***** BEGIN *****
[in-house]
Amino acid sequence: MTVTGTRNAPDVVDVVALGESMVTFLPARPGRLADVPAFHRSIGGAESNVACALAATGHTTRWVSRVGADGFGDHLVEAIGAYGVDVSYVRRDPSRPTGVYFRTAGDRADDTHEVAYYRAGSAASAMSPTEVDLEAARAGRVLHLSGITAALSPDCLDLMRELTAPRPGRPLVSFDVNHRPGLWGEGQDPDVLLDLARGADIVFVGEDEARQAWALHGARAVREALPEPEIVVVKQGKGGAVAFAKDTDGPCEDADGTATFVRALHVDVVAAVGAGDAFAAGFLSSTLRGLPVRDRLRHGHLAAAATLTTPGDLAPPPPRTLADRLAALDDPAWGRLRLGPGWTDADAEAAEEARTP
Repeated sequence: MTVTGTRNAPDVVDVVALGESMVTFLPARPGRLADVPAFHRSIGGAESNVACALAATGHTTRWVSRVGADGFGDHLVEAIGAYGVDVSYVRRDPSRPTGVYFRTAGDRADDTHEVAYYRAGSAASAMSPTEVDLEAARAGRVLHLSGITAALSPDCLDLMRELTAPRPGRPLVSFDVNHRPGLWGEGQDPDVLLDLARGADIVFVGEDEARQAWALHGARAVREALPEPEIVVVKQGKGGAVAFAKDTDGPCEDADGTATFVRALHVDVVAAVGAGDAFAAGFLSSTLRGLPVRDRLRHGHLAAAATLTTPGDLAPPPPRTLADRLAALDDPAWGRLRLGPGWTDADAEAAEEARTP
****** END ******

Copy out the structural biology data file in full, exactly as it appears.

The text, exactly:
[in-house]
Amino acid sequence: MTVTGTRNAPDVVDVVALGESMVTFLPARPGRLADVPAFHRSIGGAESNVACALAATGHTTRWVSRVGADGFGDHLVEAIGAYGVDVSYVRRDPSRPTGVYFRTAGDRADDTHEVAYYRAGSAASAMSPTEVDLEAARAGRVLHLSGITAALSPDCLDLMRELTAPRPGRPLVSFDVNHRPGLWGEGQDPDVLLDLARGADIVFVGEDEARQAWALHGARAVREALPEPEIVVVKQGKGGAVAFAKDTDGPCEDADGTATFVRALHVDVVAAVGAGDAFAAGFLSSTLRGLPVRDRLRHGHLAAAATLTTPGDLAPPPPRTLADRLAALDDPAWGRLRLGPGWTDADAEAAEEARTP
Repeated sequence: MTVTGTRNAPDVVDVVALGESMVTFLPARPGRLADVPAFHRSIGGAESNVACALAATGHTTRWVSRVGADGFGDHLVEAIGAYGVDVSYVRRDPSRPTGVYFRTAGDRADDTHEVAYYRAGSAASAMSPTEVDLEAARAGRVLHLSGITAALSPDCLDLMRELTAPRPGRPLVSFDVNHRPGLWGEGQDPDVLLDLARGADIVFVGEDEARQAWALHGARAVREALPEPEIVVVKQGKGGAVAFAKDTDGPCEDADGTATFVRALHVDVVAAVGAGDAFAAGFLSSTLRGLPVRDRLRHGHLAAAATLTTPGDLAPPPPRTLADRLAALDDPAWGRLRLGPGWTDADAEAAEEARTP